The National Oceanic Atmospheric Administration (NOAA) is responsible for reporting severe weather, daily forecasts and climate monitoring, but it is also known for printing nautical charts for fisherman and sailors, according to the organization's website.
For more than 150 years, boaters would look at 4-foot-by-3-foot, heavy lithographic maps to see where there the NOAA identified shipwrecks or other hazards in the sea. However, after 2014, NOAA will stop printing these nautical charts to save printing costs, the Associated Press reported. Making a copy of these large maps would cost the NOAA $20 per graph and they were selling it at the same price, which means the government agency never made a profit from these products.
This paperless initiative stems from competition with small businesses that print their own maps with "more up-to-date and accurate [information]," Captain Shep Smith, head of the NOAA marine chart division, explained. In fact, the NOAA didn't have much of a choice because the Federal Aviation Administration, which oversees all federal chart-making told the government agency that this cut had to be made to reduce costs.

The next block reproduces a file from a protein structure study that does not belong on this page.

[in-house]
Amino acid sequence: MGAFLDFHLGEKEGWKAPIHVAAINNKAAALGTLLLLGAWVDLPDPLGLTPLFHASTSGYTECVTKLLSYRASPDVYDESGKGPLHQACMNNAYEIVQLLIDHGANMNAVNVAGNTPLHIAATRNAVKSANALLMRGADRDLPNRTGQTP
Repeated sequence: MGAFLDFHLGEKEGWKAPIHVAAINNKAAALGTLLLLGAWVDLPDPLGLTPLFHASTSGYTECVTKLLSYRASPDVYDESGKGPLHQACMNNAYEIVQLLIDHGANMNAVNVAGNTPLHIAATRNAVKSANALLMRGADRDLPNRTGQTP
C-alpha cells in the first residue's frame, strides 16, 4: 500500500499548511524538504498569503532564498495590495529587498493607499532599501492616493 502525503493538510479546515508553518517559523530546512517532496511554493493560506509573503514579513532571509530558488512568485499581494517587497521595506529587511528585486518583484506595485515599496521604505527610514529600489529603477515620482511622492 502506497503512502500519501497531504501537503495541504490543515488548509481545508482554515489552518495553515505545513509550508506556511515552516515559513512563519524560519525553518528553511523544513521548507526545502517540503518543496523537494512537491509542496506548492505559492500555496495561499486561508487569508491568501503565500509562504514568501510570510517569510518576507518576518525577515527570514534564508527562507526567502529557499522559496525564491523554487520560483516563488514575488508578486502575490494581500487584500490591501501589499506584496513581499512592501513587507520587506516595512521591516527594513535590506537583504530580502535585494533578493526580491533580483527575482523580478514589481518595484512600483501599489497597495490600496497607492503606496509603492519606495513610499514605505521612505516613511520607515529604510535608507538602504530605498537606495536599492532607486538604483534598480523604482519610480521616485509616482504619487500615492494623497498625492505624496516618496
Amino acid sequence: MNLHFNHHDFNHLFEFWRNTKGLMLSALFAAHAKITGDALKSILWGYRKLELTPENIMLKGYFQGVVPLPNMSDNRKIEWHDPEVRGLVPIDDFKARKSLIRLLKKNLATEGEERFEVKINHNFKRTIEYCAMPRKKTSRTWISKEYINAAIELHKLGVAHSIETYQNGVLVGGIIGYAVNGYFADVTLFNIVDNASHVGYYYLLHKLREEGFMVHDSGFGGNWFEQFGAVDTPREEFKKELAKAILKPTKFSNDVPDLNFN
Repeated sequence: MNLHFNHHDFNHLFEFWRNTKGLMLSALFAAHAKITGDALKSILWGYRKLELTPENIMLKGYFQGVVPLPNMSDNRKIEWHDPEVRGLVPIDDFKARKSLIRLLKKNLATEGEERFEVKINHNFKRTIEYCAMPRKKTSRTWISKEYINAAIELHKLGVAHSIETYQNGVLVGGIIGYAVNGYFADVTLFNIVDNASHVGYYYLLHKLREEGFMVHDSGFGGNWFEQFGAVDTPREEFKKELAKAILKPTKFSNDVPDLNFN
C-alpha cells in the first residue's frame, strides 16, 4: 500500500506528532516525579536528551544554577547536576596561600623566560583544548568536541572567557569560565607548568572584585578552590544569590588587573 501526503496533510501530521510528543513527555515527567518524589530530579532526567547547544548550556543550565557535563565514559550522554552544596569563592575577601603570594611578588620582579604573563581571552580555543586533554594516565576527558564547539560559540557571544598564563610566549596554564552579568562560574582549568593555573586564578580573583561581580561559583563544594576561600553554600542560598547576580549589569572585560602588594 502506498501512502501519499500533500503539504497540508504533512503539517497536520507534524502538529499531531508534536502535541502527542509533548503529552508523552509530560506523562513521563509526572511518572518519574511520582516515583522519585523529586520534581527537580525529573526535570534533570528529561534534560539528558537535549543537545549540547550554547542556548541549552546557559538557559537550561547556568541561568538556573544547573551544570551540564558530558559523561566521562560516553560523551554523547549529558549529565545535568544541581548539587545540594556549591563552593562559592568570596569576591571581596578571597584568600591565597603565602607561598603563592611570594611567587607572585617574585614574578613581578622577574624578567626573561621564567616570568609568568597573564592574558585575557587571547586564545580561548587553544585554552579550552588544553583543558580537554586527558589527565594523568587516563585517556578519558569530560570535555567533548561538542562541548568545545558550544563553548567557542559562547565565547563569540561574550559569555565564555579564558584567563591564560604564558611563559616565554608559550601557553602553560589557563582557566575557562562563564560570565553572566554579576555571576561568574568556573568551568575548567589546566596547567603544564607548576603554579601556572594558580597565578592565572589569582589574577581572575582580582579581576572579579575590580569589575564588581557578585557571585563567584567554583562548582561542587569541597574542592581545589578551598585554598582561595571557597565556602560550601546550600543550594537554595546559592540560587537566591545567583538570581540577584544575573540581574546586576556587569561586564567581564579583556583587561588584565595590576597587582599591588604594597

Despite cutting production, the NOAA will continue to use the $100 million budget to continue recording information about American waters. Users will still be able to access these maps, but only electronically or through PDFs. There will be a printing option available, but that will have to be done at the individual's discretion.
In the past, fisherman and mariners used the maps to navigate around specific waterways, Smith told the source.
"Think of them as the roadmap of the ocean," Smith said. "The navigational charts tell you what's under the water, which is critical for navigation."
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